We did it. We have officially made it through our SU Top 100 list. To do something like this takes a lot of time and effort. It’s definitely not easy. The staff at Orange Fizz is proud of the list we came up with, but obviously nothing is perfect. So this week, we will be looking back at our work to see where we can improve.
Brad: Jim Boeheim
If this list ranked the Top-100 walk-ons in Syracuse history, then Boeheim would have a case, but as an athlete the 44-year head coach has no business on this list. It’s a great story. Boeheim turned down a scholarship at Colgate to walk onto the Hill. He roomed with Dave Bing, and didn’t make varsity his first year. Eventually, Boeheim worked his way up to a co-captain alongside Bing, leading the Orange to a 22-6 record and only their second NCAA Tournament berth as a senior. But the numbers don’t lie. The Lyons, NY native averaged less than 10 points and about two rebounds per game.
Gill: Malachi Richardson
I’m shocked nobody else chose Malachi. I’m all for one-and-dones on this list. I think Wesley Johnson at is way too low at #89, and I ranked Carmelo #3. But Richardson is the wrong kind of one-and-done. He caught fire in the 2016 NCAA tournament and led Syracuse in its greatest comeback victory ever to make the Final Four. With his name suddenly in the limelight, he used the momentum to enter the NBA draft. He went 22nd overall to the Hornets, who traded his rights to the Kings. Richardson has never averaged more than four points per game in the NBA or more than 15 minutes. That is a one-and-done worth resenting, because he wasn’t ready for the league. Although financially and personally, it could have been a great decision. Malachi should have paid a small price for his departure on this list.
Jaron: Chandler Jones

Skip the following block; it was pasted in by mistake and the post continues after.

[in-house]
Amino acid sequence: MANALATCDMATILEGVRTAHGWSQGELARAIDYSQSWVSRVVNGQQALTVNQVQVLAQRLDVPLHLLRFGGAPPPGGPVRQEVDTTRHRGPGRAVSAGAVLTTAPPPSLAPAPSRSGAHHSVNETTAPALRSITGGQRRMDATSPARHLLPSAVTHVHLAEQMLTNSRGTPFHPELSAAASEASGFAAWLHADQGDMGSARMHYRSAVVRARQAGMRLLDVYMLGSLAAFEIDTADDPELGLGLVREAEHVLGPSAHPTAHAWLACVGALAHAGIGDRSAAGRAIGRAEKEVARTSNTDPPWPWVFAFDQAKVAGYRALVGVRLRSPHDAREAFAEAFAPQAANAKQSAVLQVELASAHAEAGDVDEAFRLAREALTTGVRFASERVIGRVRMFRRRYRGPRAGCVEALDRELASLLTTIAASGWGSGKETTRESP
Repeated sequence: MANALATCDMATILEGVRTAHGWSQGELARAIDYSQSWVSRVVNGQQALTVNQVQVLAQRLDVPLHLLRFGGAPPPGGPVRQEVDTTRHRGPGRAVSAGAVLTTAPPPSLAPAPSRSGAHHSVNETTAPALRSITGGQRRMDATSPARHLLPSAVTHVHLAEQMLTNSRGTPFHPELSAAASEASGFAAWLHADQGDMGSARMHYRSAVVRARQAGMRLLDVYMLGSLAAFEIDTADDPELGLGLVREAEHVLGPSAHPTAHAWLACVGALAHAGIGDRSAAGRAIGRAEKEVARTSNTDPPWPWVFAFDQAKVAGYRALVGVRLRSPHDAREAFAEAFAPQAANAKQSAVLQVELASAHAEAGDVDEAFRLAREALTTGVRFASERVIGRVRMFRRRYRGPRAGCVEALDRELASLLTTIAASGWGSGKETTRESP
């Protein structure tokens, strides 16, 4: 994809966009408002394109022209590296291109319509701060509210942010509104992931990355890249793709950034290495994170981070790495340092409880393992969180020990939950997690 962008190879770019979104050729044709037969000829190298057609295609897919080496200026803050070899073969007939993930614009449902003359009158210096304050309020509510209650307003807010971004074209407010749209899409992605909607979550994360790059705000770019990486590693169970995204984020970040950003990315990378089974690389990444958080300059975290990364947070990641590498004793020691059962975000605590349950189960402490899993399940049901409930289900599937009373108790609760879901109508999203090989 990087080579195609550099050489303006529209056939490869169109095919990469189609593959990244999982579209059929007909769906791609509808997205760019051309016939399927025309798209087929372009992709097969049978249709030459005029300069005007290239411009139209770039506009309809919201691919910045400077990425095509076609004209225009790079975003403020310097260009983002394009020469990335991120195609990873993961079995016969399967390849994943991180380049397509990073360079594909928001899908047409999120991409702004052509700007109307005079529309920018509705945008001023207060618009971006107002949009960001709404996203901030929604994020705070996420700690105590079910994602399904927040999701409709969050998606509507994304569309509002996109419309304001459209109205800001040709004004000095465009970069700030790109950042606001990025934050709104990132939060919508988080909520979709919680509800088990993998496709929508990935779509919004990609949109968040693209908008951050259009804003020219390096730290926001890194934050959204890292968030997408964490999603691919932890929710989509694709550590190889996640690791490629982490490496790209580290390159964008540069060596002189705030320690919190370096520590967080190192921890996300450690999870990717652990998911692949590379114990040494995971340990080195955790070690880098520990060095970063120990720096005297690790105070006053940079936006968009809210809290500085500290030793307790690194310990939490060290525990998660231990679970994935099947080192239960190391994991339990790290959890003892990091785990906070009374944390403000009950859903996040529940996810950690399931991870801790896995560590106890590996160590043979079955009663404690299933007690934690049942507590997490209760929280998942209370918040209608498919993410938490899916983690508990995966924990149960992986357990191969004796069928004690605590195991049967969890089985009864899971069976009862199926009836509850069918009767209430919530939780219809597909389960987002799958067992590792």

Now don’t get me wrong, Chandler Jones is an absolute beast and is currently a top-five defensive lineman in the NFL. But a No. 26 ranking on our SU Top 100 list is just way too high for him. Jones is a beneficiary of both recency bias and pro-career bias. When you look at Jones’ time at Syracuse, it was good, but not great. He redshirted his freshman year, barely played his sophomore season, and only had 4.0 sacks his junior campaign. Jones’ senior season was his best with 4.5 sacks, while missing five games due to injury. Again, good but not great. Jones was a high draft pick and has succeeded in the NFL and that is why I think he’s so high on our list.
Matt: Adrian Autry
Let’s be honest, Adrian Autry was a solid in his time as a player for the SU basketball team. But to place him at number 47, up around names like C.J. Fair and Roosevelt Bouie, and above names like Brandon Triche, Bill Smith, Eric Devendorf and Dion Waiters is straight up blasphemous. Autry was good in his time with the orange, but never the best player on the team nor a part of a team that made any sort of long NCAA tournament runs. This placing just simply doesn’t make much sense, Autry deserves to be much further down the list, if even on it at all.
Ian: Michael Gbinije
There is no problem with Michael Gbinije being on this list. But the recency bias is strong if people really believe he’s a top-35 Syracuse athlete. Putting him over guys like Hakim Warrick, who made the biggest play in SU history, or Billy Owens, a Big East Player of the Year, is extremely tough to stomach. Keep in mind Gbinije wasn’t a full time starter until his senior year, and was helped along in his final season by Malachi Richardson’s NCAA tournament explosion. Gbinije was most certainly a leader, and hit big shots for the Orange as they made their way to the Final Four, but his time in Central New York certainly didn’t have the impact on the basketball world that Warrick’s or Owens’ did. Is it due to the fact he transferred? Absolutely.